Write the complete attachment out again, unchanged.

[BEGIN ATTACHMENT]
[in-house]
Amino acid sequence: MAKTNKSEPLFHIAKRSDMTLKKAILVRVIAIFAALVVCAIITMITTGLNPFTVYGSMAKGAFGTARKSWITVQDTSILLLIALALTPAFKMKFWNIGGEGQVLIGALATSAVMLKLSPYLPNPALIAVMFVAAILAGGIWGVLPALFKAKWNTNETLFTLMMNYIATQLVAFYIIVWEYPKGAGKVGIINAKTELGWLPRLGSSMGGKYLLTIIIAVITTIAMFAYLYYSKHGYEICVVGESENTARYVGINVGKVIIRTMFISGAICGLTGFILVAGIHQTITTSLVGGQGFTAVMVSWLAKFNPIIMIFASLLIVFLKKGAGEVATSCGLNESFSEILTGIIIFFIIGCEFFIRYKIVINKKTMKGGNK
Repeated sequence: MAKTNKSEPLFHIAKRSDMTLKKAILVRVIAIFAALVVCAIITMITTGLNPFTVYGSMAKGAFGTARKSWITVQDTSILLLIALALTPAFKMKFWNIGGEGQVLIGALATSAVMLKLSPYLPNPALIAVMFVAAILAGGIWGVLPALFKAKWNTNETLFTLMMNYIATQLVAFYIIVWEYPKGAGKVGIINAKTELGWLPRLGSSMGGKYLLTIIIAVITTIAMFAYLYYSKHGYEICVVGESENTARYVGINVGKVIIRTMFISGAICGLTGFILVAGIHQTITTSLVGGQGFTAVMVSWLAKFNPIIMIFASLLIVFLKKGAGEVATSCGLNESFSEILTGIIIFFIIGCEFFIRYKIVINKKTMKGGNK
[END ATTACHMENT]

[in-house]
Amino acid sequence: MAKTNKSEPLFHIAKRSDMTLKKAILVRVIAIFAALVVCAIITMITTGLNPFTVYGSMAKGAFGTARKSWITVQDTSILLLIALALTPAFKMKFWNIGGEGQVLIGALATSAVMLKLSPYLPNPALIAVMFVAAILAGGIWGVLPALFKAKWNTNETLFTLMMNYIATQLVAFYIIVWEYPKGAGKVGIINAKTELGWLPRLGSSMGGKYLLTIIIAVITTIAMFAYLYYSKHGYEICVVGESENTARYVGINVGKVIIRTMFISGAICGLTGFILVAGIHQTITTSLVGGQGFTAVMVSWLAKFNPIIMIFASLLIVFLKKGAGEVATSCGLNESFSEILTGIIIFFIIGCEFFIRYKIVINKKTMKGGNK
Repeated sequence: MAKTNKSEPLFHIAKRSDMTLKKAILVRVIAIFAALVVCAIITMITTGLNPFTVYGSMAKGAFGTARKSWITVQDTSILLLIALALTPAFKMKFWNIGGEGQVLIGALATSAVMLKLSPYLPNPALIAVMFVAAILAGGIWGVLPALFKAKWNTNETLFTLMMNYIATQLVAFYIIVWEYPKGAGKVGIINAKTELGWLPRLGSSMGGKYLLTIIIAVITTIAMFAYLYYSKHGYEICVVGESENTARYVGINVGKVIIRTMFISGAICGLTGFILVAGIHQTITTSLVGGQGFTAVMVSWLAKFNPIIMIFASLLIVFLKKGAGEVATSCGLNESFSEILTGIIIFFIIGCEFFIRYKIVINKKTMKGGNK